In the embodiment of FIG. 2, the plates 1, 2 of magnetic bubble material are made of orthoferrite. The magnetic domains 3, 4 and 5, 6, therefore, have a size of about 150 μm and the boundary 7 of magnetic inversion has a size of about 10 μm and the strength of the magnetic field varies linearly within the range of the size of the boundary. The intensity of the magnetic field is about 50 gausses at most. A sensor using a minute Hall element having about 100 mV/mA.kG of sensitivity, therefore, is capable of generating a variation of output voltage of up to a few mV in response to a displacement of a few μm by disposing the minute Hall element in a space wherein the magnetic field of the boundary 7 can be measured. Generally in the boundary of magnetic inversion, quite satisfactory linearity is obtained in the relation between the output voltage and the displacement within a certain range. Although the Hall element generally possesses two input terminals and two Hall output terminals, only one lead 9 connected to the input terminals and one lead 10 connected to the Hall output terminals are indicated in the galvanomagnetic element of the sensor of FIG. 2 for the sake of simplicity.

FIG. 5 illustrates another embodiment of this invention. In place of two plates of magnetic bubble material shown in FIG. 2, one plate 1 of magnetic bubble material and one ferromagnetic plate 11 are disposed parallelly to each other. Also in this case, magnetic fields which are alternately inverted in the horizontal direction are generated by the strip domains in the space interposed between the plate 1 of magnetic bubble material and the ferromagnetic plate 11. Thus, between the Hall output terminals 10' of the magnetoresistive element 8 disposed in this space, there is obtained an output voltage which is proportional to the relative displacement between the galvanomagnetic element 8 and the plate 1 of magnetic bubble material.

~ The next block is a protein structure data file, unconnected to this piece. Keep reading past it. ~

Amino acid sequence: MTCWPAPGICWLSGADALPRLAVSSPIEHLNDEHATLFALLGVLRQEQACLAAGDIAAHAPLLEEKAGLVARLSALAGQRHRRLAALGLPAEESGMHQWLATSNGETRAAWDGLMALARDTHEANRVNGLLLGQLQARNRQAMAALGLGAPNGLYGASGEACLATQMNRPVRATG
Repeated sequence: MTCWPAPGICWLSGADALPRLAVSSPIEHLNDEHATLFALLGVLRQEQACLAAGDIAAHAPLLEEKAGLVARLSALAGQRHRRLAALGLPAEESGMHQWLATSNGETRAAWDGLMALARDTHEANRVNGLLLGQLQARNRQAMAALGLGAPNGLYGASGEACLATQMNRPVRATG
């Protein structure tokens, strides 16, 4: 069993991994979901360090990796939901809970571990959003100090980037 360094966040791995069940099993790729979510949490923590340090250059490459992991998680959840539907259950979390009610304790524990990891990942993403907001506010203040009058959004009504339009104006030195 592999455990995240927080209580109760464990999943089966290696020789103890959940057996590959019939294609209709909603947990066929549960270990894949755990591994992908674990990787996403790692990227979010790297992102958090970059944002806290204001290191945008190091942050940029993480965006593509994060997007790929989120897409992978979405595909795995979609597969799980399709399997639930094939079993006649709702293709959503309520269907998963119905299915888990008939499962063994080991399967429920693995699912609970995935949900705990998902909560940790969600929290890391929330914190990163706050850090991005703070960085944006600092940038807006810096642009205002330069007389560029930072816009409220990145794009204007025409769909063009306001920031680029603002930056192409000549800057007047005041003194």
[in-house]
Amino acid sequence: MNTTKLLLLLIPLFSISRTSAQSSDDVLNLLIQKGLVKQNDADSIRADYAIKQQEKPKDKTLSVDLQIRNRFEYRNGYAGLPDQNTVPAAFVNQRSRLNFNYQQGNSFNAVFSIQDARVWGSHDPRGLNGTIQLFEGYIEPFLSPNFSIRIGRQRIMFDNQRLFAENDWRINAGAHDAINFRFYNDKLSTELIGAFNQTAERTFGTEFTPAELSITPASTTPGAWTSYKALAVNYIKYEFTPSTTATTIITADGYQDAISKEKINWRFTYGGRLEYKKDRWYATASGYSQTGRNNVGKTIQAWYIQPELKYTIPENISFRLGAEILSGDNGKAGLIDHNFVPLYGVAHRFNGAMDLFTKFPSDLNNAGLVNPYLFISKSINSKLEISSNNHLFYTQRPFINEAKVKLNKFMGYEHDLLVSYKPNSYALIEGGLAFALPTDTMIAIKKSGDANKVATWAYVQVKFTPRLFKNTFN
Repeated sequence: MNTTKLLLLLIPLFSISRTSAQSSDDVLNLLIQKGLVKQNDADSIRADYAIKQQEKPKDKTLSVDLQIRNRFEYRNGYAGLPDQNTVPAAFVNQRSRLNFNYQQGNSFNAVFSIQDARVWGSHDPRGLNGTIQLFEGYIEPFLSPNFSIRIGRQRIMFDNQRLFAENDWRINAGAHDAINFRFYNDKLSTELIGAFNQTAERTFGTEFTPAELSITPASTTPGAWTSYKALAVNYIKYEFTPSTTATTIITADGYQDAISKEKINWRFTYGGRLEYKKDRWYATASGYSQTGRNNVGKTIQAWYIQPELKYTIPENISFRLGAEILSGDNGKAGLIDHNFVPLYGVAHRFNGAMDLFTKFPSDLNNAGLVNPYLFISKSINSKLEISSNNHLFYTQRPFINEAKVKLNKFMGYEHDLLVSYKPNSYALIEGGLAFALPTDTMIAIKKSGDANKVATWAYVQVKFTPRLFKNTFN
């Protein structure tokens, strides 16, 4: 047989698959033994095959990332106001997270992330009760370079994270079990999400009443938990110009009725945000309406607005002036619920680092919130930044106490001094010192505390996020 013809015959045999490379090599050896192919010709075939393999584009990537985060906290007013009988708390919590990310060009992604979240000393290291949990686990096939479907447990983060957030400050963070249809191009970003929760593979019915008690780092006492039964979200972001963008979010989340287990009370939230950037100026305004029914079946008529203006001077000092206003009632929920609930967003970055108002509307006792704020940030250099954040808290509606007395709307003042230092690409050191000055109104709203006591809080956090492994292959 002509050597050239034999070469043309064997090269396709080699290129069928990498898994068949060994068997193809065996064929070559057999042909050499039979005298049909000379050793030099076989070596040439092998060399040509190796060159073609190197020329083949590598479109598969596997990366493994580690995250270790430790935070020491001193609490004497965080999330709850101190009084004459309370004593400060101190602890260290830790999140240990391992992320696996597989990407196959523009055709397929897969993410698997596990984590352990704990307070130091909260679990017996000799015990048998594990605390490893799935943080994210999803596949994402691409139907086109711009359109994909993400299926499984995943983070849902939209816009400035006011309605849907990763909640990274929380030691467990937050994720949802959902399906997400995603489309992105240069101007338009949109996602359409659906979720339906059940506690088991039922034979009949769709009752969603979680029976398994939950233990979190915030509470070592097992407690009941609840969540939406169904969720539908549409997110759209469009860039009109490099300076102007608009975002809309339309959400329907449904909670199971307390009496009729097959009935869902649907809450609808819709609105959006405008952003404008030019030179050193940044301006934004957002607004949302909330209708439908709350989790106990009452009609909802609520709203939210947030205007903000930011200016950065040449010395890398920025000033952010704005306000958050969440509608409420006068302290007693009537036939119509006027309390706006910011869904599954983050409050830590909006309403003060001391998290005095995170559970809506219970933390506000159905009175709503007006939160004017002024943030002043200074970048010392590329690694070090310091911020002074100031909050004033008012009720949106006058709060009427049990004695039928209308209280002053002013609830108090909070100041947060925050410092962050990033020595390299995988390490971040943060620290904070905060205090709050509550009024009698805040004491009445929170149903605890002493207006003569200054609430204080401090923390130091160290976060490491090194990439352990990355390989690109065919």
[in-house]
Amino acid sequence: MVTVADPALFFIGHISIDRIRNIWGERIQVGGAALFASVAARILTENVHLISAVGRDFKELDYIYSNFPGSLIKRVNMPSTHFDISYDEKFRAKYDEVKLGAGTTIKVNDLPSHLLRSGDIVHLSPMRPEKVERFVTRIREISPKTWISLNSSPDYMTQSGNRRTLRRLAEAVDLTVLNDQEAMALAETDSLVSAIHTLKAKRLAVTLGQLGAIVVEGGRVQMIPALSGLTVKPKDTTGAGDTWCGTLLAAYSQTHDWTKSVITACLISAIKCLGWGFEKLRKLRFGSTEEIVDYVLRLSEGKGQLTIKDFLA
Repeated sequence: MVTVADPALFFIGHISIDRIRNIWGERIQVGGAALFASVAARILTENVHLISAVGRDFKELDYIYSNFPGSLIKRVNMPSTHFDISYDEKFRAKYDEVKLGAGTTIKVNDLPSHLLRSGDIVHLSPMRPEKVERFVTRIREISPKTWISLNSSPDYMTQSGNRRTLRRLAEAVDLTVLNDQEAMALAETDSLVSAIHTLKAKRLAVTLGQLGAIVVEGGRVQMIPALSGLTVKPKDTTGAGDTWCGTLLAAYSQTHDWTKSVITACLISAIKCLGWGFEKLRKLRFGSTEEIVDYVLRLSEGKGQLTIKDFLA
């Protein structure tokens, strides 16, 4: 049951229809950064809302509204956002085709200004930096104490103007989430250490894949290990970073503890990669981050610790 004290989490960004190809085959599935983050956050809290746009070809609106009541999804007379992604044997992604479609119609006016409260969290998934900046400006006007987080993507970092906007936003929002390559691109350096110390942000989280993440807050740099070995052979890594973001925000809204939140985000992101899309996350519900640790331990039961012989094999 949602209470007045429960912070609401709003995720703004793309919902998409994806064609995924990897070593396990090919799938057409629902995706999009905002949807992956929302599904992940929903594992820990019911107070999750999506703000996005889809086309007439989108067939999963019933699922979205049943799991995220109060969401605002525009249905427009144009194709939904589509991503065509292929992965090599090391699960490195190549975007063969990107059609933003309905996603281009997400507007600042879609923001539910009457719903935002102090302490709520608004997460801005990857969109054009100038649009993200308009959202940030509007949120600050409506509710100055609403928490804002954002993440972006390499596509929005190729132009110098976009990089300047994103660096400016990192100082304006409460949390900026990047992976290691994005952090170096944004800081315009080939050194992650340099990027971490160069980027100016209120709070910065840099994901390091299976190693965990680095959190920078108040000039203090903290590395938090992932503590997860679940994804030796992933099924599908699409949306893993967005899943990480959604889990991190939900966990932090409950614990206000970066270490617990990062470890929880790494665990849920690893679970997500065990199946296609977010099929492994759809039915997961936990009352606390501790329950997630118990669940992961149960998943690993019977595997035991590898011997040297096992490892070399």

In the embodiment of FIG. 2 and FIG. 5, a displacement in one direction parallel to the plate can be converted into an electric signal with high accuracy because a possible displacement of the galvanomagnetic element 8 in the vertical direction has no effect upon the output of the sensor. This is because magnetic field is uniform in the vertical direction.

The galvanomagnetic element 8 is fastened to an object 12 subjected to measurement of displacement or vibration and the aforementioned galvanomagnetic element is disposed so as to be inserted between the pair of plates 1, 2 of magnetic bubble material as illustrated in FIG. 6. Electric current from a current source 13 is applied to the input terminals of the element 8 through lead 9 and the Hall output voltage produced by the element is measured by a voltmeter 14. The displacement or vibration of the object subject to measurement is determined from the changes in the measured output voltage. A digital indicator 15 may be connected to the voltmeter 14 as occasion demands and thereby the displacement or vibration of the object subject to measurement can be read out directly from the digital indicator.

It is of course also possible to fasten the object subject to measurement to the pair of magnetic bubble material plates and fix the galvanomagnetic element in position therebetween.

Now, still another embodiment of this invention will be described. When the relative displacement between the galvanomagnetic element 8 and the plate 1 of magnetic bubble material is very large, the galvanomagnetic element 8 is caused to move past a plurality of magnetic domains of alternately inverted magnetisms, namely past a plurality of boundaries. Consequently, the displacement is converted into a number of pulses corresponding to the number of oppositely directed magnetic fields past which the element 8 has moved, as illustrated in FIG. 7. In other words, the displacement can be detected electrically in the form of a digital signal.

Now, the invention used for detection of vibrations will be described.